There are several outstanding things about this movie. It's very subversive, which appeals to a large deal of malcontents out there. It's rare to see a movie this subversive come out of a major Hollywood studio, with hot young actors in the lead roles. And those hot young actors do an excellent job, too. Norton, who has yet to turn out a bad performance, does another superb job as the Narrator. Contradictory as it may seem, he plays the role of the boring every-man with a great amount of charisma. Pitt gives what may be a career-best performance as Tyler Durden. While cynics are probably snickering that this is true only because he's never been particularly good in the past, it doesn't detract from the fact that he's great in this role. The direction, too, is stellar, with director David Fincher (Alien 3, Seven, The Game) turning even the most potentially boring scenes visually exciting.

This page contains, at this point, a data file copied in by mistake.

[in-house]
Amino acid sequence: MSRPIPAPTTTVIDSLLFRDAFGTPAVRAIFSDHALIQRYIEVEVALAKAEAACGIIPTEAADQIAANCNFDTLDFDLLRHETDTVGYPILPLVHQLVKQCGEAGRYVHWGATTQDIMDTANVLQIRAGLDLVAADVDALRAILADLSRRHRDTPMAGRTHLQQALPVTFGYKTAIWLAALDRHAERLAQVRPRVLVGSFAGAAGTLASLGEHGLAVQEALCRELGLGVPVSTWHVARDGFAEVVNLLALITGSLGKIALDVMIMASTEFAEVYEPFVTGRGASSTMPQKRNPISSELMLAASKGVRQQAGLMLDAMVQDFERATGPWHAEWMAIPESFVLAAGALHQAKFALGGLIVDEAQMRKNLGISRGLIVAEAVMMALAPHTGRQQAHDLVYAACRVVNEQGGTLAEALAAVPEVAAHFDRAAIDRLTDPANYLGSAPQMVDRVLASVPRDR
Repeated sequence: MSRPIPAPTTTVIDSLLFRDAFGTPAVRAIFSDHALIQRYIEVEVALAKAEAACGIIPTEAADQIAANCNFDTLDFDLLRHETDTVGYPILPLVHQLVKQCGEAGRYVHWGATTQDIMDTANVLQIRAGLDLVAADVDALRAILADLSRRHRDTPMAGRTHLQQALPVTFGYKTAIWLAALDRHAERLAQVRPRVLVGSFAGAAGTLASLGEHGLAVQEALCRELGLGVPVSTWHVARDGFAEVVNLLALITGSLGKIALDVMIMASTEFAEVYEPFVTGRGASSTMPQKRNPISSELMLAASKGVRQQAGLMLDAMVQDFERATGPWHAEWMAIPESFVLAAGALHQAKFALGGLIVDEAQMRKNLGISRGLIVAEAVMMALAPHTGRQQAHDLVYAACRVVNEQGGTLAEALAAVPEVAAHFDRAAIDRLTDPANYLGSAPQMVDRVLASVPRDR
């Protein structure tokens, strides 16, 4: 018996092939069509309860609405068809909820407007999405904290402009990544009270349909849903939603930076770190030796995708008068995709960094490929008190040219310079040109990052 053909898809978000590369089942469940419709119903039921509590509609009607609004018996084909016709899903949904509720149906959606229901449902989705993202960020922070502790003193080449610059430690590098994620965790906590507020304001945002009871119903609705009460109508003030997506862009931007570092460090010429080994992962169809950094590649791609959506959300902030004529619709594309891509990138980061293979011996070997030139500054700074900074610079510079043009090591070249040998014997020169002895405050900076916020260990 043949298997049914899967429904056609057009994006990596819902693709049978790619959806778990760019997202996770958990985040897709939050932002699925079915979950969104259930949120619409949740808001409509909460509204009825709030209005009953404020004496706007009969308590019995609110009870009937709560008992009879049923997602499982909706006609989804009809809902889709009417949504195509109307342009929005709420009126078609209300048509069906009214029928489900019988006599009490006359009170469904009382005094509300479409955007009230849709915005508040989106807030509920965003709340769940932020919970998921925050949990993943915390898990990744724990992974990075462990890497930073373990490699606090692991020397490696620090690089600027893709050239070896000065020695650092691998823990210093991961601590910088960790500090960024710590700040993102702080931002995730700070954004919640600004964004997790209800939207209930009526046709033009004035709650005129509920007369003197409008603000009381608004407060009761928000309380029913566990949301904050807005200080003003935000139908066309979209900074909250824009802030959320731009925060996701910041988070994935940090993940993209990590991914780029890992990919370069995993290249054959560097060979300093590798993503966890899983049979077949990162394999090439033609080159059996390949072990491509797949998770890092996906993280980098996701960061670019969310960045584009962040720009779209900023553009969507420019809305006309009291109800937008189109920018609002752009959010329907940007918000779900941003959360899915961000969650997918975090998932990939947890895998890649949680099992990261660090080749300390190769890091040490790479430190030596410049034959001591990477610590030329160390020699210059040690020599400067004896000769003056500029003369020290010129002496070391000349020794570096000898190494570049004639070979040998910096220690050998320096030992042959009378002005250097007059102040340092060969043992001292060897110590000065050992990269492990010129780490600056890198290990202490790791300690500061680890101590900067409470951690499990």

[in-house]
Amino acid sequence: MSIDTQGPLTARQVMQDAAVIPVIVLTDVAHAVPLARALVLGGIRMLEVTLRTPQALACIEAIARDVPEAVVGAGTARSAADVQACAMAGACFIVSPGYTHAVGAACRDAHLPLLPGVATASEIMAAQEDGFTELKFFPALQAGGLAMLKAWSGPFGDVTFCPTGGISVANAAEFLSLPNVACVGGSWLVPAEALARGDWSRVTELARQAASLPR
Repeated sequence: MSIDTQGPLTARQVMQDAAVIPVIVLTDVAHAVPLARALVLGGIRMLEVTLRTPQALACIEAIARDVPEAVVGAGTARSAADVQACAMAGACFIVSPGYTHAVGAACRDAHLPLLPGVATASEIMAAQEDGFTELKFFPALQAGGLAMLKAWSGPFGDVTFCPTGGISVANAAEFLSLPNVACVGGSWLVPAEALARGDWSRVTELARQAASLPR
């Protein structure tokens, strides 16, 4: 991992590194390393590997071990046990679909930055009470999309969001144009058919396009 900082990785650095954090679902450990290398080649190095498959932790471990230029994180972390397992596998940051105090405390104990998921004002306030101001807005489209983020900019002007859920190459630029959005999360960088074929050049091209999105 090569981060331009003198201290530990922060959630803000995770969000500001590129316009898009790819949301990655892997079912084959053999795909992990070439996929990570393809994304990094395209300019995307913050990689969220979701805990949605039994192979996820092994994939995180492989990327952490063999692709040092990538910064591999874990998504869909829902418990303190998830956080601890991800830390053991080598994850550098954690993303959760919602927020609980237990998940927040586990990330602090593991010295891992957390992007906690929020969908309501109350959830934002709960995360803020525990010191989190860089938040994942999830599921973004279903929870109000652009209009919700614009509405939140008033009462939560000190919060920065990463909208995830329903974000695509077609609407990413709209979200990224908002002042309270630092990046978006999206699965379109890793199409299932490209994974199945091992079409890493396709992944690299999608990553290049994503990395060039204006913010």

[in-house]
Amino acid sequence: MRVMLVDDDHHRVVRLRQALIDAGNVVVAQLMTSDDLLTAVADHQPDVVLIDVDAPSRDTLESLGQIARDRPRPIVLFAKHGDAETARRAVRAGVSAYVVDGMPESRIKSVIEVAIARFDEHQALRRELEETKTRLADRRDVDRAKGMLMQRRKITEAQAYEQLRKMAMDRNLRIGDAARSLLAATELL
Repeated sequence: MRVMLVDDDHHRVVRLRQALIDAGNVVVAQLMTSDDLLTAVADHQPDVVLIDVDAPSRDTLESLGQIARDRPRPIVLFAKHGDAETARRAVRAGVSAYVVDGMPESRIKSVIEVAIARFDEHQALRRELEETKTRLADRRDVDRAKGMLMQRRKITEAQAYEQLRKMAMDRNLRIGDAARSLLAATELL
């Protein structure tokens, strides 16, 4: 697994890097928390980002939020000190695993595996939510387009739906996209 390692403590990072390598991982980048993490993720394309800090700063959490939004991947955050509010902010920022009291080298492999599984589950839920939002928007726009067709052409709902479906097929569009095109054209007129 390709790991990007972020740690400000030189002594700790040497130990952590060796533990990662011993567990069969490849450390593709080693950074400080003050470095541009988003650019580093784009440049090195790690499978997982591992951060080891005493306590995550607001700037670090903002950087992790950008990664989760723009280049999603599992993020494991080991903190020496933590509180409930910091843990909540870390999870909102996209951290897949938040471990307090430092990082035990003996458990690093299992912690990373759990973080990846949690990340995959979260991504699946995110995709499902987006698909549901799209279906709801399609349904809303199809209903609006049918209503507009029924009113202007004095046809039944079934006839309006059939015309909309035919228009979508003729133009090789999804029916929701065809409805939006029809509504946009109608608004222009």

However, the film isn't without its faults, either. While it's nice to see such a subversive film come out of Hollywood, it would be even more appreciated if the level of subversion ever really rose above the type of manifestos commonly scrawled on poorly designed websites and bathroom stalls in college dormitories. Also, it makes the assumption that everyone in the audience is as discontent with society as the Narrator and Durden. Essentially, it refuses to acknowledge any opposing viewpoints. When Project Mayhem starts hatching some of its more elaborate plots, it's hard not to wonder, "Christ, doesn't -anybody- out there like their job?". There are a few ways to look at the viewpoints expressed here.